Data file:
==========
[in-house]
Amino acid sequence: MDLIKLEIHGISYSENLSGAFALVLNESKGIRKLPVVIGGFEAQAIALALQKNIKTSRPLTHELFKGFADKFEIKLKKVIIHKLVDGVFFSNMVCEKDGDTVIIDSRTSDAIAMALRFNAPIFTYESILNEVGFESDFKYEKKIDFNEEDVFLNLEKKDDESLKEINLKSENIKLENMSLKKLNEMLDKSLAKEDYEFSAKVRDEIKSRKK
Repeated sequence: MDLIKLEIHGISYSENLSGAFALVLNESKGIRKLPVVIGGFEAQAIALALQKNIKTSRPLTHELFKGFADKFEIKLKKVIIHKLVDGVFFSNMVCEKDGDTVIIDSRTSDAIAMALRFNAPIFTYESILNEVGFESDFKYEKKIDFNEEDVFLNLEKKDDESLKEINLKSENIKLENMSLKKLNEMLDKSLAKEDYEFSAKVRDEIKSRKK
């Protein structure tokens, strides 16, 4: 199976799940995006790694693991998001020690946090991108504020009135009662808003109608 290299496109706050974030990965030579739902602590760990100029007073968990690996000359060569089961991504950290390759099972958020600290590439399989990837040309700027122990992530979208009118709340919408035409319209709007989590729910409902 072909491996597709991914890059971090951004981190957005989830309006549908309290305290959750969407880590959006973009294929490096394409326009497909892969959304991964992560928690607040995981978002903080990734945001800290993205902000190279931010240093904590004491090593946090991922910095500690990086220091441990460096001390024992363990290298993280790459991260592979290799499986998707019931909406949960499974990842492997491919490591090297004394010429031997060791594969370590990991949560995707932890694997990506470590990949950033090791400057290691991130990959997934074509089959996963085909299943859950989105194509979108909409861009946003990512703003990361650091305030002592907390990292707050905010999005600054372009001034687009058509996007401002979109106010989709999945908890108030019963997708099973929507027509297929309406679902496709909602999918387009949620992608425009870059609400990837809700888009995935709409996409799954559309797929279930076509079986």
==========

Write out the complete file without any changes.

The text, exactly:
[in-house]
Amino acid sequence: MDLIKLEIHGISYSENLSGAFALVLNESKGIRKLPVVIGGFEAQAIALALQKNIKTSRPLTHELFKGFADKFEIKLKKVIIHKLVDGVFFSNMVCEKDGDTVIIDSRTSDAIAMALRFNAPIFTYESILNEVGFESDFKYEKKIDFNEEDVFLNLEKKDDESLKEINLKSENIKLENMSLKKLNEMLDKSLAKEDYEFSAKVRDEIKSRKK
Repeated sequence: MDLIKLEIHGISYSENLSGAFALVLNESKGIRKLPVVIGGFEAQAIALALQKNIKTSRPLTHELFKGFADKFEIKLKKVIIHKLVDGVFFSNMVCEKDGDTVIIDSRTSDAIAMALRFNAPIFTYESILNEVGFESDFKYEKKIDFNEEDVFLNLEKKDDESLKEINLKSENIKLENMSLKKLNEMLDKSLAKEDYEFSAKVRDEIKSRKK
């Protein structure tokens, strides 16, 4: 199976799940995006790694693991998001020690946090991108504020009135009662808003109608 290299496109706050974030990965030579739902602590760990100029007073968990690996000359060569089961991504950290390759099972958020600290590439399989990837040309700027122990992530979208009118709340919408035409319209709007989590729910409902 072909491996597709991914890059971090951004981190957005989830309006549908309290305290959750969407880590959006973009294929490096394409326009497909892969959304991964992560928690607040995981978002903080990734945001800290993205902000190279931010240093904590004491090593946090991922910095500690990086220091441990460096001390024992363990290298993280790459991260592979290799499986998707019931909406949960499974990842492997491919490591090297004394010429031997060791594969370590990991949560995707932890694997990506470590990949950033090791400057290691991130990959997934074509089959996963085909299943859950989105194509979108909409861009946003990512703003990361650091305030002592907390990292707050905010999005600054372009001034687009058509996007401002979109106010989709999945908890108030019963997708099973929507027509297929309406679902496709909602999918387009949620992608425009870059609400990837809700888009995935709409996409799954559309797929279930076509079986």